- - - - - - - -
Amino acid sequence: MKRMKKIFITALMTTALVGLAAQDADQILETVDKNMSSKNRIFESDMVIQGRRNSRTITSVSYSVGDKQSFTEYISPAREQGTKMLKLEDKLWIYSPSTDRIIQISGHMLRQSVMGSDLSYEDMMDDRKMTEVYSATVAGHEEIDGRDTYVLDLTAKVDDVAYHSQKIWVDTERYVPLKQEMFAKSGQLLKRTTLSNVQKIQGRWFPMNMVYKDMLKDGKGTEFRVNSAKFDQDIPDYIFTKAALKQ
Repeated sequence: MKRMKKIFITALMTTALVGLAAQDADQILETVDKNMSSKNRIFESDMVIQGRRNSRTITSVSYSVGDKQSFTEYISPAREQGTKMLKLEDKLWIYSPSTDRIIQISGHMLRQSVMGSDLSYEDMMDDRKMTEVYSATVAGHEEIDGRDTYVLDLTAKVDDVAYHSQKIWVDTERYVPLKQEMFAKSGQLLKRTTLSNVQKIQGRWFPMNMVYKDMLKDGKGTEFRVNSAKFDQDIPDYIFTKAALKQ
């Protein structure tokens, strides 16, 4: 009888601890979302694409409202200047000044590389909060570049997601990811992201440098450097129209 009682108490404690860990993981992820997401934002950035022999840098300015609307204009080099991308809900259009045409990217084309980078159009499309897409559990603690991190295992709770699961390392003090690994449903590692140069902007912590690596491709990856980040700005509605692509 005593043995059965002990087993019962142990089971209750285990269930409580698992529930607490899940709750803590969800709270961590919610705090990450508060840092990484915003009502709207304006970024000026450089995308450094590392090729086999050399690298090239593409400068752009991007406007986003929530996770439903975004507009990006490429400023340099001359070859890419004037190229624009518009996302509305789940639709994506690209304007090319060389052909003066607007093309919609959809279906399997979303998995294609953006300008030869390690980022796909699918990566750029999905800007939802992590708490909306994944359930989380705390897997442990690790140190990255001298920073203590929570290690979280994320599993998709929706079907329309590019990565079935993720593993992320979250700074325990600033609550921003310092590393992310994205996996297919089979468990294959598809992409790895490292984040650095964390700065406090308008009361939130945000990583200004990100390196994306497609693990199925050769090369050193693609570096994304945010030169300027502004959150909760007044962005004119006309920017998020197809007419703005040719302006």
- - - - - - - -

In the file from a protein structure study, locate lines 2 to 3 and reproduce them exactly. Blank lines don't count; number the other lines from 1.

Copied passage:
Repeated sequence: MKRMKKIFITALMTTALVGLAAQDADQILETVDKNMSSKNRIFESDMVIQGRRNSRTITSVSYSVGDKQSFTEYISPAREQGTKMLKLEDKLWIYSPSTDRIIQISGHMLRQSVMGSDLSYEDMMDDRKMTEVYSATVAGHEEIDGRDTYVLDLTAKVDDVAYHSQKIWVDTERYVPLKQEMFAKSGQLLKRTTLSNVQKIQGRWFPMNMVYKDMLKDGKGTEFRVNSAKFDQDIPDYIFTKAALKQ
């Protein structure tokens, strides 16, 4: 009888601890979302694409409202200047000044590389909060570049997601990811992201440098450097129209 009682108490404690860990993981992820997401934002950035022999840098300015609307204009080099991308809900259009045409990217084309980078159009499309897409559990603690991190295992709770699961390392003090690994449903590692140069902007912590690596491709990856980040700005509605692509 005593043995059965002990087993019962142990089971209750285990269930409580698992529930607490899940709750803590969800709270961590919610705090990450508060840092990484915003009502709207304006970024000026450089995308450094590392090729086999050399690298090239593409400068752009991007406007986003929530996770439903975004507009990006490429400023340099001359070859890419004037190229624009518009996302509305789940639709994506690209304007090319060389052909003066607007093309919609959809279906399997979303998995294609953006300008030869390690980022796909699918990566750029999905800007939802992590708490909306994944359930989380705390897997442990690790140190990255001298920073203590929570290690979280994320599993998709929706079907329309590019990565079935993720593993992320979250700074325990600033609550921003310092590393992310994205996996297919089979468990294959598809992409790895490292984040650095964390700065406090308008009361939130945000990583200004990100390196994306497609693990199925050769090369050193693609570096994304945010030169300027502004959150909760007044962005004119006309920017998020197809007419703005040719302006």